Tuesday, December 22, 2020

Story -- The Way the Cookie Crumbles

Today's WMG Holiday Spectacular story is one of mine, and it's called "The Way the Cookie Crumbles." It's a contemporary fantasy set during prep for a Christmas party.

Click through the link above for info on the Holiday Spectacular -- it's a great collection of holiday stories sent to your in-box from Thanksgiving through New Year. It's been going on for a few weeks, but you can subscribe any time, and they'll send you all the stories that've gone out so far, so you don't miss anything.

"The Way the Cookie Crumbles" was available for free here on my blog until the 29th. Below is a recipe for one of the cookies mentioned in the story. It's currently my favorite cookie to make -- give it a shot!

If you've made regular chocolate chip cookies before, these are an easy variation. If you're new to cookie making, these are a good place to get your feet wet.

Chocolate Cranberry Chocolate Chip Cookies

Makes about 42 cookies, give or take a couple.

3/4 cup white sugar and 3/4 cup brown sugar OR 1 1/2 cups white sugar and 1/4 cup molasses

1 cup butter 1 tsp vanilla 1 lg. egg 2 cups AP flour 1/4 cup unsweetened baking cocoa 1/2 tsp salt 1 tsp baking soda 1 bag (2 cups) dried cranberries 2 bags (24 oz.) chocolate chips (whatever type of chocolate you like)

Heat oven to 375F.

Prep your cookie sheets. I like using three, so I can rotate them and have one cooling before I put more cookies onto it. If you have (new, unscratched) non-stick cookie sheets, you can just put the cookies straight onto them. If not, you can butter the sheets (works okay) or line the sheets with baking parchment paper (works beautifully).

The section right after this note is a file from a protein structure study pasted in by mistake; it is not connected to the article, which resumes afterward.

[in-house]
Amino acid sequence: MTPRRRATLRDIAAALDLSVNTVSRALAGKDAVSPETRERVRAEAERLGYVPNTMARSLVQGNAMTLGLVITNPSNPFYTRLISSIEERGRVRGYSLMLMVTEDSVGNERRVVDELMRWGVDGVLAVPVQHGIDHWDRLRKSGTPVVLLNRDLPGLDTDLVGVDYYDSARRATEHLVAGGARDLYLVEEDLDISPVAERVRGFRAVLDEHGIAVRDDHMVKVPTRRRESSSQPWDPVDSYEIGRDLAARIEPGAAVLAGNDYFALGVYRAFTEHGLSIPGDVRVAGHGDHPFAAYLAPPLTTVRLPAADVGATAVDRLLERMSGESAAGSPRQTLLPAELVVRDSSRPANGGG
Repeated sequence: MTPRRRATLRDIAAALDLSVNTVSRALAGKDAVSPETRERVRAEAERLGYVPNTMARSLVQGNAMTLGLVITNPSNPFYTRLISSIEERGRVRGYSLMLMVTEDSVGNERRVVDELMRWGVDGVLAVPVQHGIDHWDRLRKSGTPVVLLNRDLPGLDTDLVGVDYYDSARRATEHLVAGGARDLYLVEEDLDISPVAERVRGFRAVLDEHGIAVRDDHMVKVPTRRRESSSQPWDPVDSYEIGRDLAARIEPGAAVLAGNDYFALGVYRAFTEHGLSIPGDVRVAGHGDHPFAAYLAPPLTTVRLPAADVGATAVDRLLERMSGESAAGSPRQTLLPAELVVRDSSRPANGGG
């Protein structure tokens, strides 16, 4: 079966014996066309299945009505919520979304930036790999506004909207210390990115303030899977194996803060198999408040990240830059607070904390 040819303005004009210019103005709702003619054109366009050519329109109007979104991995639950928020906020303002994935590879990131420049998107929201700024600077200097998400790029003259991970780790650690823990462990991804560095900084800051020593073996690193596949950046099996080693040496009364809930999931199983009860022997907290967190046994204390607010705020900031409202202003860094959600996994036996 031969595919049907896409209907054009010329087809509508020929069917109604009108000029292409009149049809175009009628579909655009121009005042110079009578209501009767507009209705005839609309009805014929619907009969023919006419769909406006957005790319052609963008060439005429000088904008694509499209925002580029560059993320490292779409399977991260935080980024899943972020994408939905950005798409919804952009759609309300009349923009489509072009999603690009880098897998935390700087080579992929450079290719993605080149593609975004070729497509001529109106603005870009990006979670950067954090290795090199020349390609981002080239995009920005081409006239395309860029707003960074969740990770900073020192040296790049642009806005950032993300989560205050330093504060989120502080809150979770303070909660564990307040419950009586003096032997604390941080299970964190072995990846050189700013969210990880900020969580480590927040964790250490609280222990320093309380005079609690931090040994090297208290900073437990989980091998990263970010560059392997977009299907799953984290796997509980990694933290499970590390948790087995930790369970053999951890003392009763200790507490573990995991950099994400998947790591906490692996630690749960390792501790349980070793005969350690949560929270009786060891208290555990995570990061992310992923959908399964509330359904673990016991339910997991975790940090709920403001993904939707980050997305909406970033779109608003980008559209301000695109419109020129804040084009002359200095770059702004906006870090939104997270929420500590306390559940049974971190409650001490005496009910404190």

Cream together the two sugars, or the white sugar and the molasses, into a large mixing bowl with the butter. I use the back of a large wooden spoon, mashing everything against the side of the bowl until it's pretty smooth and uniform.

Add the vanilla and the egg, and stir until they vanish into the sugar/butter mixture. You can't overmix at this stage, so go for it.

Add the flour, baking cocoa, and salt.

Sift the baking soda into the bowl with a small hand strainer. The baking soda probably has little rocks in it, and if you just dump it straight into the bowl and mix, a few cookies will end up with little rocks of baking soda in them. Unless you think baking soda flavored toothpaste is a wonderfully yummy ice cream topping or something, you won't like this. Mash the little rocks through the strainer, or just toss them out.

Mix everything until it forms a sticky dough that appears uniform. Make sure you dig your wooden spoon all the way down to the bottom of the bowl, every part, to incorporate all the sugar mixture with the flour. If you're not used to making cookies, you might need to take a break or two; that's okay.

Add the chocolate chips and the dried cranberries. Mix again until they're just evenly distributed through the dough.

Portion the dough out onto the cookie sheets. I use a 1 1/4" disher to get things fairly uniform, but I don't obsess about it; this isn't rocket science. Put the dough blobs at least an inch apart on the cookie sheet.

Lightly mash the dough balls with your palm. They should look like little fat (not thin) hamburger patties. There's a lot of stuff in these cookies, and they can use a bit of help shaping themselves. Just a bit, though -- don't try to make them the exact size and shape of the cookie you want. You're just giving them a head start.